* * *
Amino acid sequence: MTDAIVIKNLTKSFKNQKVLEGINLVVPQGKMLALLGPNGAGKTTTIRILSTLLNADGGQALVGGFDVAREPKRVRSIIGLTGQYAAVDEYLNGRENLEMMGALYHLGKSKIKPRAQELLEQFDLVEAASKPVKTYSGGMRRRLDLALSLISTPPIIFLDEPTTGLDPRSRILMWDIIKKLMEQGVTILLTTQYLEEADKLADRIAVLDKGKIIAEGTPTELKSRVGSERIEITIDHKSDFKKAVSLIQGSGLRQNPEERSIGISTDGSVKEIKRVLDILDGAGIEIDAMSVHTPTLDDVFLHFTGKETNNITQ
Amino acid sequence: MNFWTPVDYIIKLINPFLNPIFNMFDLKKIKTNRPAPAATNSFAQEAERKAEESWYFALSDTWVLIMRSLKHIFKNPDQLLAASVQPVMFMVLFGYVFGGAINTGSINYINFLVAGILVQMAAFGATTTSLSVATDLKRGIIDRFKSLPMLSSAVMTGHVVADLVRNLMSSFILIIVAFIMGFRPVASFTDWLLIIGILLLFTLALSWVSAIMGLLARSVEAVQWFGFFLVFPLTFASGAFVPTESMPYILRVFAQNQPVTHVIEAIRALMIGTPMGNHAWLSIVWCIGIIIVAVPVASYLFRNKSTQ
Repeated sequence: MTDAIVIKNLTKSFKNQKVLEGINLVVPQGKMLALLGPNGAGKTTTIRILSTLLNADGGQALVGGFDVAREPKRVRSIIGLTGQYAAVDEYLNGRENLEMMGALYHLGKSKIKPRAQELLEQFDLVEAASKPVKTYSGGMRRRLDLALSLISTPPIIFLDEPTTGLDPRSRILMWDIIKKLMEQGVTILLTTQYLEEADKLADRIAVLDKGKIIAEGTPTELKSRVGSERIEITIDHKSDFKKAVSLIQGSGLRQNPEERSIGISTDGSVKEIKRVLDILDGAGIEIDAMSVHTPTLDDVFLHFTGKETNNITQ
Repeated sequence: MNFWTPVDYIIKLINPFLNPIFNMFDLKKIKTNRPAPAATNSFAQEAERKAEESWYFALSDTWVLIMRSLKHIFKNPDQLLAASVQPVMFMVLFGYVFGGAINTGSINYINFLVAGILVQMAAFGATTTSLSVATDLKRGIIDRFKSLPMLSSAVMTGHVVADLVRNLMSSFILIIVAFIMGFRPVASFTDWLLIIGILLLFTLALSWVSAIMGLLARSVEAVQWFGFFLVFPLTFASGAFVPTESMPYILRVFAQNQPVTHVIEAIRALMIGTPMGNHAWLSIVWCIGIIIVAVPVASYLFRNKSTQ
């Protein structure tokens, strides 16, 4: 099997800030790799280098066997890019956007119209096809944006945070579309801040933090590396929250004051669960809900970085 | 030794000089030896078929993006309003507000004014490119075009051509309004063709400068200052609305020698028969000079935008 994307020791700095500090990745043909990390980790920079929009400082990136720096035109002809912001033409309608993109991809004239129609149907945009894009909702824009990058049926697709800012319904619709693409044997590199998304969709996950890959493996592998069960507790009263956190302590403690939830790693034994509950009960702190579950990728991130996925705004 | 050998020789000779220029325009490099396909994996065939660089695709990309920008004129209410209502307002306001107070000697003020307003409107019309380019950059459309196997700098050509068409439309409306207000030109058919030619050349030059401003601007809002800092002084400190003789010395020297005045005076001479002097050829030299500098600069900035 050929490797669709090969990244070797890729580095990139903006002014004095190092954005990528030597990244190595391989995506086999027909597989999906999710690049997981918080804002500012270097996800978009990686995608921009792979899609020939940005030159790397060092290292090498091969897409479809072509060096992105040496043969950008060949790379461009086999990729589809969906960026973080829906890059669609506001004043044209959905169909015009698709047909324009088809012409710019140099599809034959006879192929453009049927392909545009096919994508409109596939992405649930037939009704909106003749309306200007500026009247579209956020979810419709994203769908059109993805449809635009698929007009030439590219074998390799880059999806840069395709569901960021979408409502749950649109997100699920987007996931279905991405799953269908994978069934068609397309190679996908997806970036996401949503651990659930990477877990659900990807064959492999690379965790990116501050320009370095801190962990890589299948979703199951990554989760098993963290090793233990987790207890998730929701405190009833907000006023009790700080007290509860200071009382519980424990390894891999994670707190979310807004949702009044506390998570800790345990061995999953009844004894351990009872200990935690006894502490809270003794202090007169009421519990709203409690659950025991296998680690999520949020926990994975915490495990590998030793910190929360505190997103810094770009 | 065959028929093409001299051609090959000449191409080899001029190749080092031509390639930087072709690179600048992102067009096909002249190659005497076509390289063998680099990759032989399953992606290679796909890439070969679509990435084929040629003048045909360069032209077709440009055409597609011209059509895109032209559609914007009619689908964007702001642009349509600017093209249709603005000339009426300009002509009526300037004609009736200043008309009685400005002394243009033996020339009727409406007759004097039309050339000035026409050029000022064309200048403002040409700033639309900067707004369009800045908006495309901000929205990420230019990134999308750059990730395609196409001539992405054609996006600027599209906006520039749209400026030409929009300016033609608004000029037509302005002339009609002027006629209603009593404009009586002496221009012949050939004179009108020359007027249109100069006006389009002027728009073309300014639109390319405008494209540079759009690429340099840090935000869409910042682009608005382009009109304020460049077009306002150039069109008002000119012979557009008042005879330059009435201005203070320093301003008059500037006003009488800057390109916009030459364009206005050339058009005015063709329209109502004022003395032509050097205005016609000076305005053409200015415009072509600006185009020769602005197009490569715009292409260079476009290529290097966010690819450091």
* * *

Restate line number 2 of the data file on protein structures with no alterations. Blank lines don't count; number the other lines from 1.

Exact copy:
Amino acid sequence: MNFWTPVDYIIKLINPFLNPIFNMFDLKKIKTNRPAPAATNSFAQEAERKAEESWYFALSDTWVLIMRSLKHIFKNPDQLLAASVQPVMFMVLFGYVFGGAINTGSINYINFLVAGILVQMAAFGATTTSLSVATDLKRGIIDRFKSLPMLSSAVMTGHVVADLVRNLMSSFILIIVAFIMGFRPVASFTDWLLIIGILLLFTLALSWVSAIMGLLARSVEAVQWFGFFLVFPLTFASGAFVPTESMPYILRVFAQNQPVTHVIEAIRALMIGTPMGNHAWLSIVWCIGIIIVAVPVASYLFRNKSTQ